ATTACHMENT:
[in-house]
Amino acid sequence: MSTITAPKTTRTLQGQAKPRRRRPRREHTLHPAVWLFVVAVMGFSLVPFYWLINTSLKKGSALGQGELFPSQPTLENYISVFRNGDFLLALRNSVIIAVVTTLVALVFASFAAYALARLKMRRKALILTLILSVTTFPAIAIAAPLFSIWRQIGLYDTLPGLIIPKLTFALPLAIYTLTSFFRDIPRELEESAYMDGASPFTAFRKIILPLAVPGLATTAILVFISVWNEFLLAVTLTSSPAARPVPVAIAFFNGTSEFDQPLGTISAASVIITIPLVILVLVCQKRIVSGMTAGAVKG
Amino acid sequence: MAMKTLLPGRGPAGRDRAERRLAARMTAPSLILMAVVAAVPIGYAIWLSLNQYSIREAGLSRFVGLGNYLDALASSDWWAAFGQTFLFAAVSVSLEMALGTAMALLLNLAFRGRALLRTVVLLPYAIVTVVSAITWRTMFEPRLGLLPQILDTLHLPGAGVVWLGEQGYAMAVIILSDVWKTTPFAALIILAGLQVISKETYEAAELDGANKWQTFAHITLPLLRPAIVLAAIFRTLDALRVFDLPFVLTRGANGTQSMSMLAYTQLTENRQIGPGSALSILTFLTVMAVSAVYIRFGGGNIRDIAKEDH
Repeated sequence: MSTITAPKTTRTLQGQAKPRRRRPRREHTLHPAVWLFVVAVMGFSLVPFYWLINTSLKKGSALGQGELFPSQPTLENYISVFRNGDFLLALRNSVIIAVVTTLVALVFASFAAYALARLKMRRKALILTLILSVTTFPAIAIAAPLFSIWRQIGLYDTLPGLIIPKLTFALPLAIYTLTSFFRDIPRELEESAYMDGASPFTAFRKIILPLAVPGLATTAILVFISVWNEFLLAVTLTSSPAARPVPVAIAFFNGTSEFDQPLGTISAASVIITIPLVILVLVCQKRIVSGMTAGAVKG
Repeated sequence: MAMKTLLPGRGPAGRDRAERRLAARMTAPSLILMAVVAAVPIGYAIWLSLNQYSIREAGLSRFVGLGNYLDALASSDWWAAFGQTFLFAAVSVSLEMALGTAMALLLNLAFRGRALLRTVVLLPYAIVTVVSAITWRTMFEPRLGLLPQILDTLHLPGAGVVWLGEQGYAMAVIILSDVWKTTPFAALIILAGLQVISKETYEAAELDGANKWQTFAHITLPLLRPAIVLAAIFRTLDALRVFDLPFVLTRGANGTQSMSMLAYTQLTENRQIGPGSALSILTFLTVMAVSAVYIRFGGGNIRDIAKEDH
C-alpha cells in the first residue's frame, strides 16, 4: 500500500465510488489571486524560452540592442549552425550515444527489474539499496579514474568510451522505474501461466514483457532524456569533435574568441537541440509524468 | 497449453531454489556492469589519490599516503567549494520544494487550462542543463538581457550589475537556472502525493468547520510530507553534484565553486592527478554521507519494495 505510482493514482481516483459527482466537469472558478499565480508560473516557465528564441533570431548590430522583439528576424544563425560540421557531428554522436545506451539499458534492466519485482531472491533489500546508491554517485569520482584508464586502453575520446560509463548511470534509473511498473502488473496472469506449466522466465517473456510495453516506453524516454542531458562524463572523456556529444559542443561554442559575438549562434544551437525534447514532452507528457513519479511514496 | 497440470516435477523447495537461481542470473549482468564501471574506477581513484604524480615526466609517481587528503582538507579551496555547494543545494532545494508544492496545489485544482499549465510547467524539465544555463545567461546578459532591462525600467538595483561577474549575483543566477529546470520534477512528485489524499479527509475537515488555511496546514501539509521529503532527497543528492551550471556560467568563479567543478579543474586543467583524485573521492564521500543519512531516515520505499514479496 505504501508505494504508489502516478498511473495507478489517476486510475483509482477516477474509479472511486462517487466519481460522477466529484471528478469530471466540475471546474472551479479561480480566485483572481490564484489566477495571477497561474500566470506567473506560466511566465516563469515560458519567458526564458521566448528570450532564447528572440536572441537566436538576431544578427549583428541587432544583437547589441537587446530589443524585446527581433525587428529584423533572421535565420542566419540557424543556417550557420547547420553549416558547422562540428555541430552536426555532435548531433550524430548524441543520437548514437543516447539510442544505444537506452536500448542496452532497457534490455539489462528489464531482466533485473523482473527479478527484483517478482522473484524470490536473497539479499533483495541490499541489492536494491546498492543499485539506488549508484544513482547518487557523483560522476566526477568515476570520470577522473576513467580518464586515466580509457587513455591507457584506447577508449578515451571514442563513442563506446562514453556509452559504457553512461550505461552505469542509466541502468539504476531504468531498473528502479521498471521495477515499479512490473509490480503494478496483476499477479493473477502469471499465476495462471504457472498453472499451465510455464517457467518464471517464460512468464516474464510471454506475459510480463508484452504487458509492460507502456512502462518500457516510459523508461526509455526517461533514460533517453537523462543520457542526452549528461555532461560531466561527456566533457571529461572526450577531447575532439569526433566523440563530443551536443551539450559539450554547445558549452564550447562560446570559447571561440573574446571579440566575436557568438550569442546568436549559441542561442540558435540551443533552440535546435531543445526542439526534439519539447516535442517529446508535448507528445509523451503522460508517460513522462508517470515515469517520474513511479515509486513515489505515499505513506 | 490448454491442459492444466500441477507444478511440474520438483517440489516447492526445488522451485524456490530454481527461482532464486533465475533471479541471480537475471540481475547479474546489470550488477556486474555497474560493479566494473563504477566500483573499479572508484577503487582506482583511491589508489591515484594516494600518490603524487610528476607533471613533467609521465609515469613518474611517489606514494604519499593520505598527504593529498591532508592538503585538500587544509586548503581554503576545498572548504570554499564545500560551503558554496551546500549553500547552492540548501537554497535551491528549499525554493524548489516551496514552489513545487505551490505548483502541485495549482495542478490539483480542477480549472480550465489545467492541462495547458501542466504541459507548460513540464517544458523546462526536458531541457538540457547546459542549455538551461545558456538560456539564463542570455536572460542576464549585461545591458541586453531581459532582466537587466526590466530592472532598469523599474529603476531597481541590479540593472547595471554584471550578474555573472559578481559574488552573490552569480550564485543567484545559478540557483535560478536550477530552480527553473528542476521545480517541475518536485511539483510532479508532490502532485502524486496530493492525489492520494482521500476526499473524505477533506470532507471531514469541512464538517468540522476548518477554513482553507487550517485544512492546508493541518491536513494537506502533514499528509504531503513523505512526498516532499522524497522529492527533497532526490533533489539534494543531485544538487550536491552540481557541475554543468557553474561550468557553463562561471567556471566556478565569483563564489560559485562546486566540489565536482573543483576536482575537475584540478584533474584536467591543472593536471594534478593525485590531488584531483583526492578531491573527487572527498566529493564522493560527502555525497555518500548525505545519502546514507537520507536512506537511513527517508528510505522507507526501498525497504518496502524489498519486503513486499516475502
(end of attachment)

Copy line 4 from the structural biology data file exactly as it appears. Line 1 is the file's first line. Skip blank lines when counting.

Repeated sequence: MSTITAPKTTRTLQGQAKPRRRRPRREHTLHPAVWLFVVAVMGFSLVPFYWLINTSLKKGSALGQGELFPSQPTLENYISVFRNGDFLLALRNSVIIAVVTTLVALVFASFAAYALARLKMRRKALILTLILSVTTFPAIAIAAPLFSIWRQIGLYDTLPGLIIPKLTFALPLAIYTLTSFFRDIPRELEESAYMDGASPFTAFRKIILPLAVPGLATTAILVFISVWNEFLLAVTLTSSPAARPVPVAIAFFNGTSEFDQPLGTISAASVIITIPLVILVLVCQKRIVSGMTAGAVKG